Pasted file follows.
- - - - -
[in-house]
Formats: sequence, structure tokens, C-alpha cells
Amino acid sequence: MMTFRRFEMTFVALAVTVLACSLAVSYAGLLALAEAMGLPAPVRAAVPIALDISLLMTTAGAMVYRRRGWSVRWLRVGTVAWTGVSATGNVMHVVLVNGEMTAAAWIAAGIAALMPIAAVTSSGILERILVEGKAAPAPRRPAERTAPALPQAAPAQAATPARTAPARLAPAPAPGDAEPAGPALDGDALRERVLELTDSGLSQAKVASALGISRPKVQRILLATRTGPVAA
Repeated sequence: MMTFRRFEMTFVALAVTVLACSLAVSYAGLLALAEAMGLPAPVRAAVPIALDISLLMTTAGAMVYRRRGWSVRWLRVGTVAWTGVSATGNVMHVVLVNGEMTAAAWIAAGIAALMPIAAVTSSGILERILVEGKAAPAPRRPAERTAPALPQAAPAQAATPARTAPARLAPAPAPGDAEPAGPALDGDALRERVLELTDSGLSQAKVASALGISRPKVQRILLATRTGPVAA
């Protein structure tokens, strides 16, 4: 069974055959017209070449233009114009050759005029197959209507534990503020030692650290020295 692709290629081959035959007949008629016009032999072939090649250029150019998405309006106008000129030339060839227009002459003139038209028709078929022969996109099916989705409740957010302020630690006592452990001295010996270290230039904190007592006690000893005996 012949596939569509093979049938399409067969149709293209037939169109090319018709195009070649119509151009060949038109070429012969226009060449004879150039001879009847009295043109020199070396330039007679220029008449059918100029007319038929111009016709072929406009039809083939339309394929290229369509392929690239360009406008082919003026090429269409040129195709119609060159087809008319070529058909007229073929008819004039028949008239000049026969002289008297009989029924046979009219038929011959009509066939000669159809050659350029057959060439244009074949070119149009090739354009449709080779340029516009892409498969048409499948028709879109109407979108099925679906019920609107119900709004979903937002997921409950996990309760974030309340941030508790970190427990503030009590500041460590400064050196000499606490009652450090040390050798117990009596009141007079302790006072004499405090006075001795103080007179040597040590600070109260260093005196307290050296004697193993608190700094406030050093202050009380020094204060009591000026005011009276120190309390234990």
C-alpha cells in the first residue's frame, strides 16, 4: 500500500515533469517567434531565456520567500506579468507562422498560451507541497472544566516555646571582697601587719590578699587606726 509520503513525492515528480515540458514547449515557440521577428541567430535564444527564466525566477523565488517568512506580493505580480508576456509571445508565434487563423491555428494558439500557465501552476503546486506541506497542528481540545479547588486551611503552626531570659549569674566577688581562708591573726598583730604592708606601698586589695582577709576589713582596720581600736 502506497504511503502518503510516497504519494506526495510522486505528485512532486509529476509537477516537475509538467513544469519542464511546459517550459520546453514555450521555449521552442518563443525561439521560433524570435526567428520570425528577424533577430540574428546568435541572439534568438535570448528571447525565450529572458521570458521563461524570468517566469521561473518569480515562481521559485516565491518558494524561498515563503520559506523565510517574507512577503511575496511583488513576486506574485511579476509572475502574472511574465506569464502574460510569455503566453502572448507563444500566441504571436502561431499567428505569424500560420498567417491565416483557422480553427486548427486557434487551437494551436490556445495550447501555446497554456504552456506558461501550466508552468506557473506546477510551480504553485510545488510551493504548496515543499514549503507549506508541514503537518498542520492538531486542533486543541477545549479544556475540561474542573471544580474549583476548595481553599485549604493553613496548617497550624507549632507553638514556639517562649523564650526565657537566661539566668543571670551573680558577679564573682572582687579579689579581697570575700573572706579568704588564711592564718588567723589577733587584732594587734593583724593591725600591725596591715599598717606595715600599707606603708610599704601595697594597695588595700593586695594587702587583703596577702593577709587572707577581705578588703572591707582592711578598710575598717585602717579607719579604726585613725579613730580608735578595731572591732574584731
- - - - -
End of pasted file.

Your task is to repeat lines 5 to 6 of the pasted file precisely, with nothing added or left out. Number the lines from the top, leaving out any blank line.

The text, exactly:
């Protein structure tokens, strides 16, 4: 069974055959017209070449233009114009050759005029197959209507534990503020030692650290020295 692709290629081959035959007949008629016009032999072939090649250029150019998405309006106008000129030339060839227009002459003139038209028709078929022969996109099916989705409740957010302020630690006592452990001295010996270290230039904190007592006690000893005996 012949596939569509093979049938399409067969149709293209037939169109090319018709195009070649119509151009060949038109070429012969226009060449004879150039001879009847009295043109020199070396330039007679220029008449059918100029007319038929111009016709072929406009039809083939339309394929290229369509392929690239360009406008082919003026090429269409040129195709119609060159087809008319070529058909007229073929008819004039028949008239000049026969002289008297009989029924046979009219038929011959009509066939000669159809050659350029057959060439244009074949070119149009090739354009449709080779340029516009892409498969048409499948028709879109109407979108099925679906019920609107119900709004979903937002997921409950996990309760974030309340941030508790970190427990503030009590500041460590400064050196000499606490009652450090040390050798117990009596009141007079302790006072004499405090006075001795103080007179040597040590600070109260260093005196307290050296004697193993608190700094406030050093202050009380020094204060009591000026005011009276120190309390234990």
C-alpha cells in the first residue's frame, strides 16, 4: 500500500515533469517567434531565456520567500506579468507562422498560451507541497472544566516555646571582697601587719590578699587606726 509520503513525492515528480515540458514547449515557440521577428541567430535564444527564466525566477523565488517568512506580493505580480508576456509571445508565434487563423491555428494558439500557465501552476503546486506541506497542528481540545479547588486551611503552626531570659549569674566577688581562708591573726598583730604592708606601698586589695582577709576589713582596720581600736 502506497504511503502518503510516497504519494506526495510522486505528485512532486509529476509537477516537475509538467513544469519542464511546459517550459520546453514555450521555449521552442518563443525561439521560433524570435526567428520570425528577424533577430540574428546568435541572439534568438535570448528571447525565450529572458521570458521563461524570468517566469521561473518569480515562481521559485516565491518558494524561498515563503520559506523565510517574507512577503511575496511583488513576486506574485511579476509572475502574472511574465506569464502574460510569455503566453502572448507563444500566441504571436502561431499567428505569424500560420498567417491565416483557422480553427486548427486557434487551437494551436490556445495550447501555446497554456504552456506558461501550466508552468506557473506546477510551480504553485510545488510551493504548496515543499514549503507549506508541514503537518498542520492538531486542533486543541477545549479544556475540561474542573471544580474549583476548595481553599485549604493553613496548617497550624507549632507553638514556639517562649523564650526565657537566661539566668543571670551573680558577679564573682572582687579579689579581697570575700573572706579568704588564711592564718588567723589577733587584732594587734593583724593591725600591725596591715599598717606595715600599707606603708610599704601595697594597695588595700593586695594587702587583703596577702593577709587572707577581705578588703572591707582592711578598710575598717585602717579607719579604726585613725579613730580608735578595731572591732574584731